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Practice of Zazen

“Immersion removes image and form and all multiplicity from the human mind. It enters into a perceptive ignorance of itself and of all things and is carried into the abyss of interflowing unity, where it experiences bliss according to the highest truth. Beyond this, there is no striving nor toiling, for beginning and end have become one, and the spirit – having sunk into itself – has become one with the divine. ”

Heinrich Seuse

The practice of Zazen is the framework for entering into stillness and immersion. This practice has developed over many centuries and offers us a wealth of helpful techniques and allows us to share in the wealth of experience of many thousands of practitioners. Although there is no right or wrong in and of itself, it is helpful to get into the habit of consistent routines during exercise.

Instructions for Meditation (Zazen) at Home

The video below clearly shows how to sit down well for meditation at home and gives important tips for posture variations, dealing with breath and rising thoughts.

The procedure in the meditation room when practising in groups

Hand position when greeting, walking and standing

For the numerous bows that are common in Zen, there is a characteristic hand posture: the so-called Gassho. It is a gesture of greeting and expresses your respect for the people in the room. The palms of the two hands are placed together, the fingertips approximately level with the nose, without touching it. Keep the elbows away from the body so that the forearms form a straight line.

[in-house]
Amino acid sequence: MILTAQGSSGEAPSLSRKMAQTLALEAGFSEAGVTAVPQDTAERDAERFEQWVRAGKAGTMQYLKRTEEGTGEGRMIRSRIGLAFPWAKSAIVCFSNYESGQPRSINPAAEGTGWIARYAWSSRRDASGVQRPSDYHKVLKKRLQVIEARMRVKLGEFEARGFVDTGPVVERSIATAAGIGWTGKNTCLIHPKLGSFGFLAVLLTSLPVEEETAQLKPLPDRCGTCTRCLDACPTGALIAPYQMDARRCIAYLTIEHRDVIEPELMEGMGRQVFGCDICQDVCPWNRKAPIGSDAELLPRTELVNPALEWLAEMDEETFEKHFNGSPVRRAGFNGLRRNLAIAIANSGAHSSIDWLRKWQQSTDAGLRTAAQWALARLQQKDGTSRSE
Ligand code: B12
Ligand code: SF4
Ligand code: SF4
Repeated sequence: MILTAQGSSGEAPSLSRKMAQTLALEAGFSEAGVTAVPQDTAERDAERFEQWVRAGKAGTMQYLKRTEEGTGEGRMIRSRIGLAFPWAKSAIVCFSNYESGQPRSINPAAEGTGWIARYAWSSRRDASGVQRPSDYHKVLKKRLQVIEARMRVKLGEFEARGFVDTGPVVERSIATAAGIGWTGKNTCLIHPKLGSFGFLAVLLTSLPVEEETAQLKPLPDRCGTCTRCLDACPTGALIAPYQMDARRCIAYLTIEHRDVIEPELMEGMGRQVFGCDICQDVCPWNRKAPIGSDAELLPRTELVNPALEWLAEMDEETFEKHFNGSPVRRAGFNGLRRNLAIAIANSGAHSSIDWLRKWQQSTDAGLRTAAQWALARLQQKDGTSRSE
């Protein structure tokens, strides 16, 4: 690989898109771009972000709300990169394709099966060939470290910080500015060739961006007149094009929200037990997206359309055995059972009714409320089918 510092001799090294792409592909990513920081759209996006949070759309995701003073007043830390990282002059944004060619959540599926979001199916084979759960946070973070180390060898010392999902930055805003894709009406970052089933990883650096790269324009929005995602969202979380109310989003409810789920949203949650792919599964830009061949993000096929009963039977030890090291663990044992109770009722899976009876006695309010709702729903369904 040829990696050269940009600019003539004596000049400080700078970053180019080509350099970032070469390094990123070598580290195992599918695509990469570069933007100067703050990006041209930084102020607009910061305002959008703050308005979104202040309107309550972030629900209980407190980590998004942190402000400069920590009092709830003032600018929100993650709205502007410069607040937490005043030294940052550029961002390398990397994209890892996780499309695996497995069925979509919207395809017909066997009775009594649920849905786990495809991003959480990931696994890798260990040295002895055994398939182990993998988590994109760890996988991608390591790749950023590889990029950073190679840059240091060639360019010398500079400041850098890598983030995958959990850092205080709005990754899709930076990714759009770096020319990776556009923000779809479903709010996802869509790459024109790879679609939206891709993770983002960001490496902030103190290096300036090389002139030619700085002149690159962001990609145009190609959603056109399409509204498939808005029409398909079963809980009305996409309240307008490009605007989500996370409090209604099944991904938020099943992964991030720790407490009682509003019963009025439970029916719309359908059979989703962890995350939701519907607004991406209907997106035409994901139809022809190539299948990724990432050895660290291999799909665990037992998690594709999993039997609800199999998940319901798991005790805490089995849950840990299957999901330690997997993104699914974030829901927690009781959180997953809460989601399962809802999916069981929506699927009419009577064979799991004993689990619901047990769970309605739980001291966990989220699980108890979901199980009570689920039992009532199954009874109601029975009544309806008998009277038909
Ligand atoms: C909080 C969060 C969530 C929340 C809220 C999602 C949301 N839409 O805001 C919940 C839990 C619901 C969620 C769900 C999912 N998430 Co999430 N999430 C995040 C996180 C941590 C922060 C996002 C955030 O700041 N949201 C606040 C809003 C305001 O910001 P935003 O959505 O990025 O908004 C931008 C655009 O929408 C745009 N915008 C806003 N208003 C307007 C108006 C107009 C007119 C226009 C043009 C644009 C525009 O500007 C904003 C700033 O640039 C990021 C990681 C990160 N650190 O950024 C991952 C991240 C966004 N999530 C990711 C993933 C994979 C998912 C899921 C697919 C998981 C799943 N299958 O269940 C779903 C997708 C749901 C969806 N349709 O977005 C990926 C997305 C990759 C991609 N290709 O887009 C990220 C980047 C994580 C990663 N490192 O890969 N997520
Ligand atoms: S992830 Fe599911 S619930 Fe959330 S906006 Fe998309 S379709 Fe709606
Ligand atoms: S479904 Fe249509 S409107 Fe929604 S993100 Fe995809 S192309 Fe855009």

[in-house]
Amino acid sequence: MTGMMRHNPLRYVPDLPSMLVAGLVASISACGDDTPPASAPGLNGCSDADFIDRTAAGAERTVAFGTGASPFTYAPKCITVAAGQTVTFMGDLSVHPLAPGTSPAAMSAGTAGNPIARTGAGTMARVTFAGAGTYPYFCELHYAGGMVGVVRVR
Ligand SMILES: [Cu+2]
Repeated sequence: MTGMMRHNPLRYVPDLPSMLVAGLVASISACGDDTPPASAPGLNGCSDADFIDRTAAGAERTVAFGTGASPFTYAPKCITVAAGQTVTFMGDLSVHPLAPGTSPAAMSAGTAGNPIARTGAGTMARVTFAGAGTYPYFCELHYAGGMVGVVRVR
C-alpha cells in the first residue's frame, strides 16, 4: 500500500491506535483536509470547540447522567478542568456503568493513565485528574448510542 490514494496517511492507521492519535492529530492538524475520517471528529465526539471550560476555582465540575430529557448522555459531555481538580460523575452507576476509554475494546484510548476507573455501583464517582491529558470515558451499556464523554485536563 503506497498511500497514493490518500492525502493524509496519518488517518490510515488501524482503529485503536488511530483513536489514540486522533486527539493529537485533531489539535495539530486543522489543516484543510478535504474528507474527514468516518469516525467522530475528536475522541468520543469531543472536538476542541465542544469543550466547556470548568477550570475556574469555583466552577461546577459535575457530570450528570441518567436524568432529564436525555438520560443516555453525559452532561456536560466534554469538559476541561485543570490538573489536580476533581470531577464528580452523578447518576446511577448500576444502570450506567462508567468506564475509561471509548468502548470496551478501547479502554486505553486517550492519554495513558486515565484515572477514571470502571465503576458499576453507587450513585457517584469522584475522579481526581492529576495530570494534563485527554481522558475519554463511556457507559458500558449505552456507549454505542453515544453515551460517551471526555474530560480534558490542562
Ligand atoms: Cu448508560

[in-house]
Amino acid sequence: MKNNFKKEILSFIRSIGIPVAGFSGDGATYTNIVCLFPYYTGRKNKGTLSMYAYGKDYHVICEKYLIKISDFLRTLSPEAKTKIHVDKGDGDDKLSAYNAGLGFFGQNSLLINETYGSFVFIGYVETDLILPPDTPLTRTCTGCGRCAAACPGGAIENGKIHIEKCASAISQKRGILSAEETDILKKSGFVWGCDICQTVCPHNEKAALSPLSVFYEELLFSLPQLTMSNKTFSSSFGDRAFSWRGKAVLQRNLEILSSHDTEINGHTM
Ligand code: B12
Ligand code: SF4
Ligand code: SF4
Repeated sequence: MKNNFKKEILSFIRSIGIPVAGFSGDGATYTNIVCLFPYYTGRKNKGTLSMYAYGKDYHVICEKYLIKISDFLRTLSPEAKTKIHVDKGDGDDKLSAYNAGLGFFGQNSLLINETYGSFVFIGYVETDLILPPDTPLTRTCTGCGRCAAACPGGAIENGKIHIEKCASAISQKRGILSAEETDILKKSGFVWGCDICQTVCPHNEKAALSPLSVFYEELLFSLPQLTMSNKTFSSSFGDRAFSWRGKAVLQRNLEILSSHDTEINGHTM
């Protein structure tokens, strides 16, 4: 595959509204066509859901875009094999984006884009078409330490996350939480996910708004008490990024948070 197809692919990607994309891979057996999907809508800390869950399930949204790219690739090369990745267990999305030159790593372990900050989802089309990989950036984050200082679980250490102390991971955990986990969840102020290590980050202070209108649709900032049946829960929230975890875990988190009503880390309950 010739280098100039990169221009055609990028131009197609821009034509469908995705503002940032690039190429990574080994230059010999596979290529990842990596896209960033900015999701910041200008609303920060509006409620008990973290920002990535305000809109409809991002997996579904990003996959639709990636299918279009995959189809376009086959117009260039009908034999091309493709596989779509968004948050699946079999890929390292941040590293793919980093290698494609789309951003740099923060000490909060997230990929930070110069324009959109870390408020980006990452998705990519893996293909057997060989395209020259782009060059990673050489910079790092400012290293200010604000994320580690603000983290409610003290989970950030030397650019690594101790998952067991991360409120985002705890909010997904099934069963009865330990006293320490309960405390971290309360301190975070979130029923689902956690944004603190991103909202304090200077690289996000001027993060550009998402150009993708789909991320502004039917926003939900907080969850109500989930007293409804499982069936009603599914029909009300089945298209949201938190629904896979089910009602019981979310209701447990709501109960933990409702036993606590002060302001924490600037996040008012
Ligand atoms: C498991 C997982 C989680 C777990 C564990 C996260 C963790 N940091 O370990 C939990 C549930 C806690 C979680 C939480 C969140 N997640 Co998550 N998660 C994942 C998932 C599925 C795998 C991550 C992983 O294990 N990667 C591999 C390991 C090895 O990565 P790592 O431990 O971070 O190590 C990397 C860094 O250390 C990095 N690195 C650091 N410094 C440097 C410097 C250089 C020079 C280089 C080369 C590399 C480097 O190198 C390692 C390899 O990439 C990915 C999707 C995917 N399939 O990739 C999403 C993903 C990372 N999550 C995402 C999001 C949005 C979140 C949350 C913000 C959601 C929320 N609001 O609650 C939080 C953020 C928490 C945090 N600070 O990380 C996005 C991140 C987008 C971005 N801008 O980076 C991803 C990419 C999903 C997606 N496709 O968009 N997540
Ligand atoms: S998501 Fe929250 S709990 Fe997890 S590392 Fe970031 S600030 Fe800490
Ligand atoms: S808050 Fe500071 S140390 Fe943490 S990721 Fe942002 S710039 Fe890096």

The hand position when walking and standing looks like this: Place the thumb of the right hand on the palm and close the fingers into a fist. Place the right fist in front of the chest so that the thumb is against the breastbone and the back of the hand is facing upwards; then place the left hand on the fist of the right hand. Keep the elbows away from the body so that the forearms form a straight line.

Entering the Meditation Room

When you enter the room, bow to the altar. If there is no altar, bow to the centre of the room. Then walk to your seat with your hands in the walking posture described.

Arriving at the place

Bow once facing the place or row in which you are sitting. Then turn clockwise around your axis and bow towards the group. After another clockwise rotation, take a place on your cushion facing the wall.


There are different sitting postures. Every human being is different in terms of physical form and constitution. That’s why it’s good to find a sitting posture that doesn’t strain us too much. Find the sitting posture in which you can manage the meditation calmly and upright and without major tension. Get the advice of an experienced person.

Sit on the front edge of your cushion (or bench) and bring your legs into position. Regardless of the specific sitting posture, it is crucial that the knees and buttocks form an isosceles triangle that keeps the upper body upright in a supportive manner. The body weight should be distributed as evenly as possible on both knees and the buttocks.

Pull your chin a little towards your chest without lowering your head. Stretch your neck as if you want to touch the ceiling. Your ears should be in line with your shoulders and hips; similarly your nose with your navel. After stretching your back straight, relax your shoulders, back and abdomen – without changing your posture. Sit upright without leaning to the right or left, nor forward or backward.

Swaying the upper body back and forth

To sit upright, sway your upper body back and forth in ever decreasing movements until you realize that you are now completely upright.

Cosmic Mudra